Meet Robin Choy, Co-founder & CEO at HireSweet:

Robin Choy, Co-founder & CEO of HireSweet, joins us on the Default Global podcast. Originally from France, Robin founded HireSweet in 2016 in Paris with co-founders Ismael and Paul.

HireSweet started as a software for assessing software engineers but quickly shifted focus to solve the real challenge: finding the right talent. They expanded to the U.S. in 2019 and joined Y Combinator in 2020.

Today, HireSweet offers two key products: the Talent Marketplace, an automated hiring agency, and HireSweet CRM, an automation software for candidate engagement.

Robin’s journey is a testament to adaptability and innovation in global hiring and tech leadership. Tune in for insights into the evolving world of employment, contracting, and remote work.

Listen Up: Robin Choy, Co-founder & CEO at HireSweet — Full Podcast Episode on Spotify

Watch Now: Vit’s In-Depth Talk with Robin Choy

Quick Read: Robin Choy, Co-founder & CEO at HireSweet, Interview Highlights

From Paris to San Francisco: Building a Global First Company

I recently had the pleasure of sitting down with Robin Choy, co-founder and CEO of HireSweet, on my Default Global podcast. Our conversation delved into his journey from being a Frenchman living in Paris to co-founding HireSweet and moving to San Francisco.

“We created HireSweet in 2016 in Paris,” he said, “and I moved to San Francisco a year ago.”

Robin shared how the company’s first product was a software to assess software engineers, but they quickly realized the main challenge for companies was not assessing talent but finding it. He noted:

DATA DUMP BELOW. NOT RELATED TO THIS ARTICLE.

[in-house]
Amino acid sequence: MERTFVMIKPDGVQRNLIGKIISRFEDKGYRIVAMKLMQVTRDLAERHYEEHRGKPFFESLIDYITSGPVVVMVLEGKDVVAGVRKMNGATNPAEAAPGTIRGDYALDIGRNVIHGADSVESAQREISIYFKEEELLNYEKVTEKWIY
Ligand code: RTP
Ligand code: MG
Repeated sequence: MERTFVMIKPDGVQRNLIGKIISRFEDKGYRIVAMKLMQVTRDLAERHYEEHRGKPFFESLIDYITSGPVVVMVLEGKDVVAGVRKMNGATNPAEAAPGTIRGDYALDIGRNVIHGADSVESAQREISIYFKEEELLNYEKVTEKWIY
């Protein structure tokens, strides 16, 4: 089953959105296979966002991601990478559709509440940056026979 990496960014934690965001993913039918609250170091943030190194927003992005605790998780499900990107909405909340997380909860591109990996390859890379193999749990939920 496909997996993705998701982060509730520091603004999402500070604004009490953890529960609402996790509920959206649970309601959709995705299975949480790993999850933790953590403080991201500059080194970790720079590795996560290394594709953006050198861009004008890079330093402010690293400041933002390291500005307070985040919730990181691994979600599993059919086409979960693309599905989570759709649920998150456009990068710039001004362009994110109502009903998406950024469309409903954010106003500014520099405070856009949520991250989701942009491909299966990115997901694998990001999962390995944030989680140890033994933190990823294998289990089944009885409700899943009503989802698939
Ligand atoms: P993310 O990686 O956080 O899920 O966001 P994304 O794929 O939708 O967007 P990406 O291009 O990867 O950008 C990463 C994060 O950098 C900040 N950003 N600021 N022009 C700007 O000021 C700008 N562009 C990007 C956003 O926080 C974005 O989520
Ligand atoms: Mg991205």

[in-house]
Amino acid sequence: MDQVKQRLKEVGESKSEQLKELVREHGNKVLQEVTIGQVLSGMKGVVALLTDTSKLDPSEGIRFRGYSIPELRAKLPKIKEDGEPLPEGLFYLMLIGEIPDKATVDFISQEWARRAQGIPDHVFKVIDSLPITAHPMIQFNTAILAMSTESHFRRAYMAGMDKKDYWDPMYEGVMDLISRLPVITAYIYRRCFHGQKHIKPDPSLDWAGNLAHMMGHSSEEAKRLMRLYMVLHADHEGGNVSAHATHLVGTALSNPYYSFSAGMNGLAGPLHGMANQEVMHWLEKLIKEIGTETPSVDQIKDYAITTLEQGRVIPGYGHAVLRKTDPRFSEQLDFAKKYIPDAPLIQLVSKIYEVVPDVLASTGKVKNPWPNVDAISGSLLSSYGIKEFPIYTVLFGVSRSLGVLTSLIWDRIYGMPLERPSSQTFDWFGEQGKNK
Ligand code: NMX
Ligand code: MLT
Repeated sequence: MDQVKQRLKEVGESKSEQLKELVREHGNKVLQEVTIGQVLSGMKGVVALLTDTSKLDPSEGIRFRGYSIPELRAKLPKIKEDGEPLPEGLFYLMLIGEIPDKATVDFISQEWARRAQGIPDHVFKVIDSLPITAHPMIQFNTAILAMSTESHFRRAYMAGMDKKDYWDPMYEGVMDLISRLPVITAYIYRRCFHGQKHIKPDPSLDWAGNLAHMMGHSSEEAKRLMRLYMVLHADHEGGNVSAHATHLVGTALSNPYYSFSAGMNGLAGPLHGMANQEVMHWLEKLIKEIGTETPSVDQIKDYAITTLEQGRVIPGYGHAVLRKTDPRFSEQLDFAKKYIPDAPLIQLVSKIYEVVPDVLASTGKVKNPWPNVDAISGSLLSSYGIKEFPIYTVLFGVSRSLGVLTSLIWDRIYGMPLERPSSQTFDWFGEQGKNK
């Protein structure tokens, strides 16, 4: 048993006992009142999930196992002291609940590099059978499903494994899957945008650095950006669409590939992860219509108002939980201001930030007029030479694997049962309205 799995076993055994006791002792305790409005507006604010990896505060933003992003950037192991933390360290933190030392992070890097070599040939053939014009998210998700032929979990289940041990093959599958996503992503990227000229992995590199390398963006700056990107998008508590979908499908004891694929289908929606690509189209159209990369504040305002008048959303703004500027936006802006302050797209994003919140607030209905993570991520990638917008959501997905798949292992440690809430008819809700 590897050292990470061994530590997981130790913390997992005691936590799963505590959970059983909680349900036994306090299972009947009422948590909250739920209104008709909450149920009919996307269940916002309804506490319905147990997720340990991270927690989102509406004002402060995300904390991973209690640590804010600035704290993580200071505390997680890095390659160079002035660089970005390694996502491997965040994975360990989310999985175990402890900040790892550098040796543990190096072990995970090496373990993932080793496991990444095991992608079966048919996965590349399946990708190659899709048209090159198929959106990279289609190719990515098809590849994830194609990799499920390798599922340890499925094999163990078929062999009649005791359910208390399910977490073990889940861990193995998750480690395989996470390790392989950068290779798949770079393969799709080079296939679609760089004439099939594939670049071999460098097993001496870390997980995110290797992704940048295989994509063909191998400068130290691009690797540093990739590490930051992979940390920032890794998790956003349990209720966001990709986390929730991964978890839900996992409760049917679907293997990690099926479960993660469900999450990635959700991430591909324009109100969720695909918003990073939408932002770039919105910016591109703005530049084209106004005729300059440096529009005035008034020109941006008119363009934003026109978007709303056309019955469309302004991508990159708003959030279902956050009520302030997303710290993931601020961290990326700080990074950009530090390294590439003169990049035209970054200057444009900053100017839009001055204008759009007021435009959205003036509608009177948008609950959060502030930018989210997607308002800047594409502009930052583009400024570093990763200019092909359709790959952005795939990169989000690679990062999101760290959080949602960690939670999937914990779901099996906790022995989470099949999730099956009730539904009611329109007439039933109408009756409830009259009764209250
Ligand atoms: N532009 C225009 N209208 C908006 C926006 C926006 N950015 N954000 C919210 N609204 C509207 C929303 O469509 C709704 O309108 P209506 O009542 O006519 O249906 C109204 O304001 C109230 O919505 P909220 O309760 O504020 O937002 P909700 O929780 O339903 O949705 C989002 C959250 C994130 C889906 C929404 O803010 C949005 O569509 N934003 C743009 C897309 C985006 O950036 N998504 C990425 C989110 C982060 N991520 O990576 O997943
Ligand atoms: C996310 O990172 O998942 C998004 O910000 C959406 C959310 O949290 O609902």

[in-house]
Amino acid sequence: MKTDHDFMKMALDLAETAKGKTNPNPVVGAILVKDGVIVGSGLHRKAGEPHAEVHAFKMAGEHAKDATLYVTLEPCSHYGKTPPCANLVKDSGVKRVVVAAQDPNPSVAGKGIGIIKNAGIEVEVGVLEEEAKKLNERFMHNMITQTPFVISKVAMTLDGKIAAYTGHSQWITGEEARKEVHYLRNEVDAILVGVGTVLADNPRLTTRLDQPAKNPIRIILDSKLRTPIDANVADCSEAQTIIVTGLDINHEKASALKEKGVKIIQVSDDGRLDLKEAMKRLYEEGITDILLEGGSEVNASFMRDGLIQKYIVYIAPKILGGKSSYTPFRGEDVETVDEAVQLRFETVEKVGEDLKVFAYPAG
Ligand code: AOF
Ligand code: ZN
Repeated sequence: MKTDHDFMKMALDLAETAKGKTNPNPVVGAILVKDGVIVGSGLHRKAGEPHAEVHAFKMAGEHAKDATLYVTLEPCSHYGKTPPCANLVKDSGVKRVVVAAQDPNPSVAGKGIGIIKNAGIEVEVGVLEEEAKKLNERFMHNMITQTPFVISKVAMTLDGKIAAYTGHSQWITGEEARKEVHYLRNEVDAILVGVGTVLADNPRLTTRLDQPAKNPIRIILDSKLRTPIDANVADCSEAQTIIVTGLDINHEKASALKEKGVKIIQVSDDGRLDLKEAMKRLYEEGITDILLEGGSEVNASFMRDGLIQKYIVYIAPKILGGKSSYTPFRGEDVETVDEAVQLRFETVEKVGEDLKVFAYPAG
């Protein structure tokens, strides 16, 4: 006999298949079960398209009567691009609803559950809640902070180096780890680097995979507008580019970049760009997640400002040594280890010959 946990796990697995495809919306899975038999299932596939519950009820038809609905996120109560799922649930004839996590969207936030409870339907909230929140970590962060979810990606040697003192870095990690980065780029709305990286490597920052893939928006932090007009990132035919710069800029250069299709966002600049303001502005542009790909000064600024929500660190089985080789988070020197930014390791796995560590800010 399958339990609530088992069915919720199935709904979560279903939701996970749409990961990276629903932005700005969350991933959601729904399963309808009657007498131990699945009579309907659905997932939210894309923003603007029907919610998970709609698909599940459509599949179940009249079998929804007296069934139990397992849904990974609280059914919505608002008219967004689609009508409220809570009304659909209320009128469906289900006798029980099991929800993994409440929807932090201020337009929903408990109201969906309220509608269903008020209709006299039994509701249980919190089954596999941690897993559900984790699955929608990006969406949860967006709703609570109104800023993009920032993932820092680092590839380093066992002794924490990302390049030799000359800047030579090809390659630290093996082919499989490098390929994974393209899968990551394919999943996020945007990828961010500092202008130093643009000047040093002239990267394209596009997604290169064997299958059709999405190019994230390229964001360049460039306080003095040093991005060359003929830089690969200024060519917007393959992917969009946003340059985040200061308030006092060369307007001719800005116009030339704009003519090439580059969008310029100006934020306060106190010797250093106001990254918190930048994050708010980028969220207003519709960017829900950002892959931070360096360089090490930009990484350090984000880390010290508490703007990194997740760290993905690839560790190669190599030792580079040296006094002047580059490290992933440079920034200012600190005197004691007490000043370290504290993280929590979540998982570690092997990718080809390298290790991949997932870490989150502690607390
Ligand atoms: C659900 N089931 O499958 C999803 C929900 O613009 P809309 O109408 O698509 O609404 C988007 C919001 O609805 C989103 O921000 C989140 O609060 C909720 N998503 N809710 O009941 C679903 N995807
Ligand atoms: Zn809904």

“Companies are fighting for talent.”

This insight led HireSweet to focus on sourcing talent, leading to their current products: a talent marketplace and HireSweet CRM.

Global First Mindset

When asked about what it means to be a global first company, Robin stressed the importance of a global expansion mindset from the start.

“We wanted a product that we can sell to any country,” he said.

He revealed that the company started expanding to other countries early on, selling to the UK, Europe, and the US.

Challenges of Transition

A significant challenge for HireSweet was expanding from the French market to the US market while the team remained in France. Robin noted that the traditional playbook of investing heavily in a short period often leads to failure. Instead, HireSweet chose a contrarian approach, focusing on building credibility and relationships over time.

“It takes a lot of time to build credibility, and this time can’t be bought with money,” he shared.

Effects of Different Time Zones

Robin acknowledged the challenges of managing a global team across different time zones. To overcome this, HireSweet moved towards more asynchronous communication using text and screen recordings. Additionally, they promoted leaders within the team to make their own decisions, likening his role to that of an investor in each department of the company.

Shift in the Hiring Game

Reflecting on the changing landscape of hiring, Robin noted an increase in the number of applicants and the difficulty companies face in managing their inbound volume. He stressed the importance of companies stepping up their game and showing their competitive advantages in the current market.

Advice for Recruiters and Tech Talents

When asked about advice for recruiters, Robin’s first recommendation was to determine if they want to stay in recruiting as it’s currently a challenging field. If they decide to stay, they should focus on building their personal brand and sharing their expertise. For tech talents, Robin suggested demonstrating their ability to work remotely and building their brand to overcome biases and stand out from the competition.

Future Plans for HireSweet

Looking to the future, Robin shared HireSweet’s plans to adapt to the changing market, stay close to their clients, and focus on surviving and gaining more clients.

“The vision remains the same. There is so much to do in recruiting to provide a better candidate experience and more automation for recruiters,” he concluded.